No, it doesn’t feel like much like a eurozone recovery. Not when France, the second-largest economy in the 17-nation currency bloc, seems set to fall into recession again.
While the eurozone’s output barely managed to grow by 0.1% in the June to September quarter, French economic output shrank by 0.1%. France and Germany combined account for almost half of eurozone output. At the moment, any positive developments in German GDP are being offset by sinking French output, dragging overall eurozone GDP lower. No wonder the rest of the eurozone is concerned.Most experts believe that with no sign of a turnaround in France, a sustained recovery in the eurozone is unlikely.
What is happening in France isn’t taking anyone by surprise. Since last year, several market watchers have warned that France could become the ‘sick man of Europe’ in 2013.
France’s economic vitality is being sapped by a number of factors, and the fear is that the government is doing too little to change the situation. French businesses have been struggling with issues of lack of competitiveness for over a decade. The labour market remains scerlotic even as the unemployment rate stays stubbornly high at 10.5%. A slew of companies, with diminishing hopes of profitability, are preparing to axe workers, even as, according to this Wall Street Journal report.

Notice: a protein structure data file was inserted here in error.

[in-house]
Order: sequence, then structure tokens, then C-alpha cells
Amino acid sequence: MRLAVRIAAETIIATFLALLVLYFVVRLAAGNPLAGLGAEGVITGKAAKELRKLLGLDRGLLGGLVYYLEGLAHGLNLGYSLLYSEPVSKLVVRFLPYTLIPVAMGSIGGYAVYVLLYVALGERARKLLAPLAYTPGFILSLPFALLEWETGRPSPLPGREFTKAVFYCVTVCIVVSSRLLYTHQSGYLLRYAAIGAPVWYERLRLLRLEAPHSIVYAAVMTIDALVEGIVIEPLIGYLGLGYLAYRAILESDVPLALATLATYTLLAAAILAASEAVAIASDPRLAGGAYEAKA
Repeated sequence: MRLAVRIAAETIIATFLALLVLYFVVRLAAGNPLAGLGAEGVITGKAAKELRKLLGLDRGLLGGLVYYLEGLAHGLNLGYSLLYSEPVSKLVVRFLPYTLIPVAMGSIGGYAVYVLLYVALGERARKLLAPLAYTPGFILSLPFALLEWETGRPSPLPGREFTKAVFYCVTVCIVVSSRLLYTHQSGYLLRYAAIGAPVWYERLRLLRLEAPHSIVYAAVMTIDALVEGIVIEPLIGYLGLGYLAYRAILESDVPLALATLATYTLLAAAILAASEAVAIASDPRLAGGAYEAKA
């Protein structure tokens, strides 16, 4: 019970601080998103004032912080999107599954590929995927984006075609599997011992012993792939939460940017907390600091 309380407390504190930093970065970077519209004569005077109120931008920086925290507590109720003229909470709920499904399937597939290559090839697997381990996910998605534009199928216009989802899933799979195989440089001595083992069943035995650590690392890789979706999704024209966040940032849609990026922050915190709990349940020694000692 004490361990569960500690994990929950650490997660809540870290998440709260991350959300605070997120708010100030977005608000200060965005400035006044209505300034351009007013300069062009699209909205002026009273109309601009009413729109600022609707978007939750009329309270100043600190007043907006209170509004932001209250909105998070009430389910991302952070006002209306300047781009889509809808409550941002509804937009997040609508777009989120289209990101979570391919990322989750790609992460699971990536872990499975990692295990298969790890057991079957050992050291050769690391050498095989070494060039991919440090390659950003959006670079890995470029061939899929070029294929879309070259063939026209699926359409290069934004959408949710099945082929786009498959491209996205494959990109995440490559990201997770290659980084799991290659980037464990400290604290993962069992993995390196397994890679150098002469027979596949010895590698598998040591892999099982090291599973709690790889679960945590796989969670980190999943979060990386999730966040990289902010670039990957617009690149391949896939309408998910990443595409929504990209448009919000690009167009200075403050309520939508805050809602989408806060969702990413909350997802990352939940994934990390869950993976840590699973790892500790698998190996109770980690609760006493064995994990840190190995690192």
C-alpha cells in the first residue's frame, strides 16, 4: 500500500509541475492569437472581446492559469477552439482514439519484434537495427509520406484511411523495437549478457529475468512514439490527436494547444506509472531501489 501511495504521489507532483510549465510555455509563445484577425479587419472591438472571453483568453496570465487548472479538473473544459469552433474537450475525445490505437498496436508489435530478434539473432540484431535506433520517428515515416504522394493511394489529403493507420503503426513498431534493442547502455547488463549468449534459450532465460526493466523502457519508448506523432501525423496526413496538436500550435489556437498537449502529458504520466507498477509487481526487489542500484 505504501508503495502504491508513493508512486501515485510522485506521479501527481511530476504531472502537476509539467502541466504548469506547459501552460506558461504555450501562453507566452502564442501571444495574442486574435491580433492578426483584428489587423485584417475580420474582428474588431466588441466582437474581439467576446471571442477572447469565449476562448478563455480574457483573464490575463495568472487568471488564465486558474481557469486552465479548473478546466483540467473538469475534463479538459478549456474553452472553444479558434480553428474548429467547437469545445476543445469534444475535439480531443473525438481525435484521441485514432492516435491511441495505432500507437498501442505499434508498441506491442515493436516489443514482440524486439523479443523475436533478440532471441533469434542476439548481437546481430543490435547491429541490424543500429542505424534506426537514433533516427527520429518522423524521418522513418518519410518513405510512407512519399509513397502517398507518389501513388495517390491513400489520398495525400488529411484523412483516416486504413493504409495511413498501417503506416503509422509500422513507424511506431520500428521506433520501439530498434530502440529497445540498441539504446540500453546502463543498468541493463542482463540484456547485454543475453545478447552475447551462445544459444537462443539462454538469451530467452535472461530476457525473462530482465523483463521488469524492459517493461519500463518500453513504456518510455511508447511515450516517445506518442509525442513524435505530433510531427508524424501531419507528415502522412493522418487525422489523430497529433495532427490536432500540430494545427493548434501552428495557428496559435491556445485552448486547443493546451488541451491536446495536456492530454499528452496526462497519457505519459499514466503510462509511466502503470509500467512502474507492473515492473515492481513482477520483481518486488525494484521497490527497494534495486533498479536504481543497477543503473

Meanwhile, the government has become the major driver of the economy, accounting for 57 percent of GDP, well above the eurozone average, according to this National Interest report. That’s especially bad news because government finances are in the red, exceeding an EU requirement limiting budget deficits to 3% of GDP.
Socialist President Francois Hollande’s heavy-handed tax measures have also given the impression that the government is “anti-business”.
The country badly needs structural reforms, especially in the labour market, but the government doesn’t seem to be doing much in that direction.Two years ago, France lost its prized triple A credit rating ratings agencies two years ago. More recently, Standard and Poor’s cut the country’s rating further to AA from AA+ on the belief that it is not doing enough to tackle the problem of high unemployment and low growth.
If France does tip into recession again and the government continues to delay undertaking urgent reforms, European Central Bank President Mario Draghi will have even more reason to consider unconventional monetary tools to juice the eurozone. If not, the sick man of Europe threatens to drag the rest of Europe down with him.